Franciscan Gospel Reflection: The Solemnity of the Most Holy Body and Blood of Christ 2021

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June 01, 2021

This coming weekend we prayerfully give our attention to The Solemnity of the Most Holy Body and Blood of Christ. Fr. Paul Gallagher, OFM offers a Scriptural Reflection. This content is edited by Franciscan Sister of Christian Charity Sister Anne Marie Lom and Joe Thiel. The excerpts from the Sunday readings are prepared by Joe Thiel. To read or download the complete pdf with excerpts for your prayer, please click here: Franciscan Gospel Reflection June 6 2021 .  Excerpts are from the Lectionary for Mass for Use in the Dioceses of the United States of America, second typical edition © 2001, 1998, 1997, 1986, 1970 Confraternity of Christian Doctrine, Inc., Washington, DC. Used with permission. All rights reserved. No portion of this text may be reproduced by any means without permission in writing from the copyright owner. Images: The Last Supper – The Collection – Museo Nacional del Prado (

Mark 14:12-16, 22-26

On the first day of the Feast of Unleavened Bread, when they sacrificed the Passover lamb, his disciples said to him, “Where do you want us to go and prepare for you to eat the Passover?” He sent two of his disciples and said to them, “Go into the city and a man will meet you, carrying a jar of water. Follow him. Wherever he enters, say to the master of the house, ‘The Teacher says, “Where is my guest room where I may eat the Passover with my disciples?”‘ Then he will show you a large upper room furnished and ready. Make the preparations for us there.” The disciples then went off, entered the city, and found it just as he had told them; and they prepared the Passover.

While they were eating, he took bread, said the blessing, broke it, and gave it to them, and said, “Take it; this is my body.” Then he took a cup, gave thanks, and gave it to them, and they all drank from it. He said to them, “This is my blood of the covenant, which will be shed for many. Amen, I say to you, I shall not drink again the fruit of the vine until the day when I drink it new in the kingdom of God.” Then, after singing a hymn, they went out to the Mount of Olives.


There is general agreement among scripture scholars that John’s chronology of the events of Jesus’ passion and death is more accurate than that which is found in the synoptic gospels. Jesus died on the afternoon before the celebration of Passover began, and his body was removed from the cross before sunset as the Jews gathered to begin that sacred meal. This means that Jesus’ final meal with his disciples was not a Passover meal according to the feast date.

However, when Mark and the early Christians gathered to remember that last meal with Jesus, they understood it as a kind of new Passover.  The celebration of Passover was not just a remembering of what had happened one night in Egypt. By their yearly celebration of Passover, the Jews believed that they were once again making present that night when Yahweh acted on their behalf to turn them from being Egyptian slaves to being God’s chosen people. Now the early Christians believed that by their celebration of Jesus’ last meal with them, they were renewing that new relationship with Jesus and God that Jesus had begun at the holy meal. So, when they remembered and retold that event, it was described as a Passover meal. It was a way for his followers to enter again into Jesus’ last meal with his disciples and the relationship that was founded in that celebration. Their understanding and appreciation grew as they participated in the ritual itself and reflected on its meaning. The condensed description of Jesus’ celebration of the Passover with his disciples that appears as our text reflects a much deeper understanding of years of reflection on their old traditions, their remembrance of Jesus, and their new experiences as people who believed Jesus to be the Messiah.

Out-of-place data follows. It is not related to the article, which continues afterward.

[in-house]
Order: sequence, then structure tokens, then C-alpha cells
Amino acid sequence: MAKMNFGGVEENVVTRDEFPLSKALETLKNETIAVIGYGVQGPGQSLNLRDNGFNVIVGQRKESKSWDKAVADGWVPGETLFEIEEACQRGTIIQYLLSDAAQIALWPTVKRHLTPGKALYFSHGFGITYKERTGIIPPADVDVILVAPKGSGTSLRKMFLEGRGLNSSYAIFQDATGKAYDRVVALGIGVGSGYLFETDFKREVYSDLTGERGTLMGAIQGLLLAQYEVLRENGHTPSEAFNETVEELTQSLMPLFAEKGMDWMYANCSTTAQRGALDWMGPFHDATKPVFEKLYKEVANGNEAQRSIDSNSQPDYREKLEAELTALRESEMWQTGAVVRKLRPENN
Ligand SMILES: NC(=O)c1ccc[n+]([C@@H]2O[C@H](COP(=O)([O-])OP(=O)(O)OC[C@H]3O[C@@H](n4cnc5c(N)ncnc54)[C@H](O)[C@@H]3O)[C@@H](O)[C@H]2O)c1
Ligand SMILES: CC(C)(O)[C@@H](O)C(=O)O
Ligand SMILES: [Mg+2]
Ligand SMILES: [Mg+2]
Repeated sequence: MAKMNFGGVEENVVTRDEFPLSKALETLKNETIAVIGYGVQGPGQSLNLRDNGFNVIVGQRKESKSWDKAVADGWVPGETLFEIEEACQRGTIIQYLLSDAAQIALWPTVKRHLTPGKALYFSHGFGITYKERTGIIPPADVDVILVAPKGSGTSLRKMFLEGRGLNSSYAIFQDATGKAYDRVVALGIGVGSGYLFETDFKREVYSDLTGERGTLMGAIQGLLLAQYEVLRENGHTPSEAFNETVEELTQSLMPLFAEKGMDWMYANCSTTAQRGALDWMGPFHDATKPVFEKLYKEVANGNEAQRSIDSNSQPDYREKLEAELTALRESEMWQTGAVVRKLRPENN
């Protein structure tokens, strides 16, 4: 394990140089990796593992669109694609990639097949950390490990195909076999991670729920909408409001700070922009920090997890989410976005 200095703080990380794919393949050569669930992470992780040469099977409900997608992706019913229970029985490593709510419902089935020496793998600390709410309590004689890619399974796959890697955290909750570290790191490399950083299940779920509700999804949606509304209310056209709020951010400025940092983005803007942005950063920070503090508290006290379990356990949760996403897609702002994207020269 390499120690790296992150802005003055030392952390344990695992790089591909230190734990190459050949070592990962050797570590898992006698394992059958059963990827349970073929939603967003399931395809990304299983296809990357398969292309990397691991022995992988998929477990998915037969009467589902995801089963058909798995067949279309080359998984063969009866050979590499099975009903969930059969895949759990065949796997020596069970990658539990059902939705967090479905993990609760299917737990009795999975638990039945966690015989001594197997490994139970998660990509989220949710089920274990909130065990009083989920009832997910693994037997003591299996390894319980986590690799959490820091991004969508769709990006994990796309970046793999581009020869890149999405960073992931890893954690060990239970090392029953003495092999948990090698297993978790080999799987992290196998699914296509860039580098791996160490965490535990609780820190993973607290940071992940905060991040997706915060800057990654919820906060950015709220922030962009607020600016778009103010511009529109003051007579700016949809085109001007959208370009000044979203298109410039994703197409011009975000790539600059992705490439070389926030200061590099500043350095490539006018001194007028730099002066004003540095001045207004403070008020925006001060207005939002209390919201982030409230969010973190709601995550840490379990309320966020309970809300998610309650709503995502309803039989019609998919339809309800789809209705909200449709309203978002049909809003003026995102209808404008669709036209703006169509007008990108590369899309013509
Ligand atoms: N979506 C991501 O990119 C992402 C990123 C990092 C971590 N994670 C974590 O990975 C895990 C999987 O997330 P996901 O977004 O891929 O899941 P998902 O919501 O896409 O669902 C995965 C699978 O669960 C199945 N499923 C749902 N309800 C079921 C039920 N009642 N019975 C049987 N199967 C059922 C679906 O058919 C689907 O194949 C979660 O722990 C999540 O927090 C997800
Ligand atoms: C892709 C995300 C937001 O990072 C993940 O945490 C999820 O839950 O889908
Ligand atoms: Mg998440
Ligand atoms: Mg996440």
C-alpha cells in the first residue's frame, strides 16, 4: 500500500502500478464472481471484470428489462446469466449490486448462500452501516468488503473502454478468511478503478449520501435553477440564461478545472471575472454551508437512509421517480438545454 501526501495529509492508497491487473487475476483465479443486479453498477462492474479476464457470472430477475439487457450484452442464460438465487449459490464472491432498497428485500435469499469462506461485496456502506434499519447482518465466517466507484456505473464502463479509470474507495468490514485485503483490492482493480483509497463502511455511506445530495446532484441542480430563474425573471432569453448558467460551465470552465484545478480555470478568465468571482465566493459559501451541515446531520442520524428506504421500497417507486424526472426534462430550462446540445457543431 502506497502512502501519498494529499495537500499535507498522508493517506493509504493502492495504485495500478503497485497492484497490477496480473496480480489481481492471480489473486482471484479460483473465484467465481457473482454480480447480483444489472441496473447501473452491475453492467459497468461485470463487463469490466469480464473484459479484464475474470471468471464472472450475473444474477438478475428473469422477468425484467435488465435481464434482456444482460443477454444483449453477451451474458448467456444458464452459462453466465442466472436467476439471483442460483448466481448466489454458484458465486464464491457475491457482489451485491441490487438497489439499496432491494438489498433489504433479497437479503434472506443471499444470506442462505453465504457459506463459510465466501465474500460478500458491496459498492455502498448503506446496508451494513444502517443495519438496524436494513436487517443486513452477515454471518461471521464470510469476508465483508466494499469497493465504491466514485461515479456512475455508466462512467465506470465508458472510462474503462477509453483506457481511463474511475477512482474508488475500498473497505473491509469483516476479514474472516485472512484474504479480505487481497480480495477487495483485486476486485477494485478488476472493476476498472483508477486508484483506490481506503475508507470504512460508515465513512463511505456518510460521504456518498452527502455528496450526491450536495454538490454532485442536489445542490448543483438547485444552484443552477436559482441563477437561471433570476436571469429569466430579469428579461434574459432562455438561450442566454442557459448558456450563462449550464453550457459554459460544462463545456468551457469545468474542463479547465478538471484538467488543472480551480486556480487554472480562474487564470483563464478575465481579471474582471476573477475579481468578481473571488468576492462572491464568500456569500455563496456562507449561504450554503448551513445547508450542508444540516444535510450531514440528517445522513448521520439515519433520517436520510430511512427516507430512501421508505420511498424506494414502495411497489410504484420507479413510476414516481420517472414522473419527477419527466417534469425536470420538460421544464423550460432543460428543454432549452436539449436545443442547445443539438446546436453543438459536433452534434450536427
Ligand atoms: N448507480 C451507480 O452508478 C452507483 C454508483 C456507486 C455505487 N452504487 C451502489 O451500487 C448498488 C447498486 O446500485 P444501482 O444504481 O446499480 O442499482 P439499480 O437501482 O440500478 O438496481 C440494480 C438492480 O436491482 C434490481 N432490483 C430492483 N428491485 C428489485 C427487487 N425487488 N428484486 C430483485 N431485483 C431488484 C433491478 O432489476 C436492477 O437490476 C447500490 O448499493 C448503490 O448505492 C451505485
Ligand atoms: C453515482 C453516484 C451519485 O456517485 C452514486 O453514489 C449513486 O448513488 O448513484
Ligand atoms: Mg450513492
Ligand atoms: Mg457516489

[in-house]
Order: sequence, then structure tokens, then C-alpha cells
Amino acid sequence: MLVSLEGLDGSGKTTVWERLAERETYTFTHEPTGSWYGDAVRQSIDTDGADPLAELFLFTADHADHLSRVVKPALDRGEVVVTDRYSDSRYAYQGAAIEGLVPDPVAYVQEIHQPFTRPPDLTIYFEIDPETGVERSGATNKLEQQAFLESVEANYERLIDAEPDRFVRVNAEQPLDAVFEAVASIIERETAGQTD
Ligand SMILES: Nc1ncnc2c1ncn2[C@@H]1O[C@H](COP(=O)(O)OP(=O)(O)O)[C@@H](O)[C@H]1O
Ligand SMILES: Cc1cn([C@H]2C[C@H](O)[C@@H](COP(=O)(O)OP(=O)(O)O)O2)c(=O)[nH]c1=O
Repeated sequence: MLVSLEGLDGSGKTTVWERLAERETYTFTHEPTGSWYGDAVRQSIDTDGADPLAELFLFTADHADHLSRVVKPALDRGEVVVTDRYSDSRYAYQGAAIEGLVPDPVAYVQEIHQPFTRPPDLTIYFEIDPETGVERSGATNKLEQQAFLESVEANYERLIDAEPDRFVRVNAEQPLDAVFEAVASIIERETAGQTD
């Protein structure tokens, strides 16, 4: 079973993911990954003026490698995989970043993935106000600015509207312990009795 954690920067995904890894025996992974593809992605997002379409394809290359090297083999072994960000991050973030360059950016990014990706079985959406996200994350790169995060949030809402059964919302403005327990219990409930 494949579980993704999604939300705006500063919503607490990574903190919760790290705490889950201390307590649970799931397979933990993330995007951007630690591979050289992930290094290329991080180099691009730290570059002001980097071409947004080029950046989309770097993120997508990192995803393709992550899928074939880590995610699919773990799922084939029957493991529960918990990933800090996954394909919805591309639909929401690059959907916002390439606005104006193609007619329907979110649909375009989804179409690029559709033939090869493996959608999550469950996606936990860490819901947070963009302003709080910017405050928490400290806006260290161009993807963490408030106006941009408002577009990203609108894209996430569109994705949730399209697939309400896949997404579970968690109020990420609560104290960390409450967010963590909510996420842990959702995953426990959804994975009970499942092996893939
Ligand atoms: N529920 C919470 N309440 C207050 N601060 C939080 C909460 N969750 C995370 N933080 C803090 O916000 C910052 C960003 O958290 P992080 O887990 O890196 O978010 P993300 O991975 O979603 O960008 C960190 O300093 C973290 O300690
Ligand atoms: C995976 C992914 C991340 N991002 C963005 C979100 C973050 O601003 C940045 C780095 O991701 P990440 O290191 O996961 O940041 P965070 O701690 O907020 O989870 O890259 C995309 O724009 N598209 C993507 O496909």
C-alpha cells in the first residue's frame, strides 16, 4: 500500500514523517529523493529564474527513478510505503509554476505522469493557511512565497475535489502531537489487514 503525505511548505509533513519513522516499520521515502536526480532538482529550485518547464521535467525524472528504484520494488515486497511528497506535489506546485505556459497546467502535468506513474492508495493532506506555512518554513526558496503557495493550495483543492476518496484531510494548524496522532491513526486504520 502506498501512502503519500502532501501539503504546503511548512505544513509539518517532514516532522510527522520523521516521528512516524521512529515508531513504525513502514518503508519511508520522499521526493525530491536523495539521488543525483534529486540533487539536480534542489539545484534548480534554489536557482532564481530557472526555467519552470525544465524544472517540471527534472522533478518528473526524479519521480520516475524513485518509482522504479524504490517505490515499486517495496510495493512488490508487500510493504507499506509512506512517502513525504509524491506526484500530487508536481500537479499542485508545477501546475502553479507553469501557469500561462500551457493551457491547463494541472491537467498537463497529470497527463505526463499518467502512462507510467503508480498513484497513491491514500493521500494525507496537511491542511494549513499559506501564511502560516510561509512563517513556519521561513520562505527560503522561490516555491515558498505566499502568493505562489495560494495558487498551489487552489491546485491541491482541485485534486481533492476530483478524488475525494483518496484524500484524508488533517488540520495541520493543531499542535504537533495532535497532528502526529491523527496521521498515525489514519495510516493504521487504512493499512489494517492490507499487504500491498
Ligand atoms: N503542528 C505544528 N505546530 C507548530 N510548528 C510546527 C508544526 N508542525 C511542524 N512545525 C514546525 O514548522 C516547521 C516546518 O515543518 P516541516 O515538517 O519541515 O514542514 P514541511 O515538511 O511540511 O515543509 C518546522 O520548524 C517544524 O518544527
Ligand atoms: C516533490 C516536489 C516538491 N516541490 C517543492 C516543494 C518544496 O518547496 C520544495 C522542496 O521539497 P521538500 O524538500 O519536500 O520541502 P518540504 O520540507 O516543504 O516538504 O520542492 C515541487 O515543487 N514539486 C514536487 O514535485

Reflection Questions:

  1. How aware are you of the kinds of foods you eat? How aware are you of when your body is hungry or thirsty? How aware are you of the effects that certain kinds of foods have on you?
  2. Can you recall a time when you have used a meal to help communicate to another how you felt about that person?
  3. When you think of Jesus having eaten with others in the gospels, which stories come to mind? What kind of message is being communicated by those meals?
  4. In the first part of this gospel, Jesus tells his disciples how to find the room that they should prepare for the Passover. The events unfold just as Jesus had predicted. What is being revealed here? Why?
  5. Why do you think Jesus did not use something else, like pebbles and wildflowers, to represent his body and blood? What would have been the benefit of pebbles and wildflowers over bread and wine? What would be missing?
  6. If you consider the Eucharist as an expression of God’s desire, what is being communicated to you?
  7. What are you communicating by standing before the person holding the host with your hands outstretched?
  8. Can you take some time to talk to God about your thoughts and feelings around the Eucharist, or about this feast, or about your own experience of your body and blood?


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